The differences between Food and Drug Administration (FDA) emergency use authorization (EUA) versus full approval for a vaccine mostly relate to the quantity of data from studies. Both processes by the FDA rely on data regarding a vaccine’s safety and effectiveness and require a conclusion that potential benefits outweigh any potential risks.
With the widespread availability of COVID-19 vaccines in the months since EUA was granted, the available data on their safety, versus any risks, has ballooned. In addition, clinical trial participants are followed for at least six months, also producing more data.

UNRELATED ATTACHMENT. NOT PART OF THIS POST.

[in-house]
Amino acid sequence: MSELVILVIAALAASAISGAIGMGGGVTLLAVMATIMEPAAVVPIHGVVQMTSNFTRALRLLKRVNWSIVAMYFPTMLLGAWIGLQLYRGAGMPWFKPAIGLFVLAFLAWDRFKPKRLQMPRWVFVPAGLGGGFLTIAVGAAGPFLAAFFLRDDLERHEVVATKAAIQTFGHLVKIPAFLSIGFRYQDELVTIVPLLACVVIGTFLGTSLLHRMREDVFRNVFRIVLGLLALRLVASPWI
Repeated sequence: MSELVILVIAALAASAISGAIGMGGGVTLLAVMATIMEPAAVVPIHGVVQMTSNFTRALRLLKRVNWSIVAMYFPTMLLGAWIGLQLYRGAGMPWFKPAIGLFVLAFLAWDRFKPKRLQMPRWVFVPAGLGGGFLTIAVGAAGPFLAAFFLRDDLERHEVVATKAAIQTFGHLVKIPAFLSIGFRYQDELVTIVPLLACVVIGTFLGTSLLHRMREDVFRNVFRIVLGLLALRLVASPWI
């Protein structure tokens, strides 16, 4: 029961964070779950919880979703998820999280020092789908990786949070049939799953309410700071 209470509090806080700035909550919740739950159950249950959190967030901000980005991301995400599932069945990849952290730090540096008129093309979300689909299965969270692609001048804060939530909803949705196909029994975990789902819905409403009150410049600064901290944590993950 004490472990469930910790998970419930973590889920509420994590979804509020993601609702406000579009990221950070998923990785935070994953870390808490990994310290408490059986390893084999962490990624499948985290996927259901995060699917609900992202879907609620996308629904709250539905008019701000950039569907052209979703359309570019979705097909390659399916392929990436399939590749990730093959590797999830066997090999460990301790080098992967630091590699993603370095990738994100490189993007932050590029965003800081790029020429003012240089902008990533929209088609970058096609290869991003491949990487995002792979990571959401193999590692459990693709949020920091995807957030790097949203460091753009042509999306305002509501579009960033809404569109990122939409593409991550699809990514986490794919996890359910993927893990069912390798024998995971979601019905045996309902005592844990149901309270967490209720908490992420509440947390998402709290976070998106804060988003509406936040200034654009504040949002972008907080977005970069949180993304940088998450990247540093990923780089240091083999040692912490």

In addition, part of the full approval process for the FDA is a determination that the vaccine can be produced safely and reliably in the makers’ manufacturing facilities.
Any EUA can be granted if the FDA concludes that the “known and potential benefits outweigh the known and potential risks” of a product such as a vaccine. FDA approval merely requires the same conclusion, but has more data backing the conclusion.
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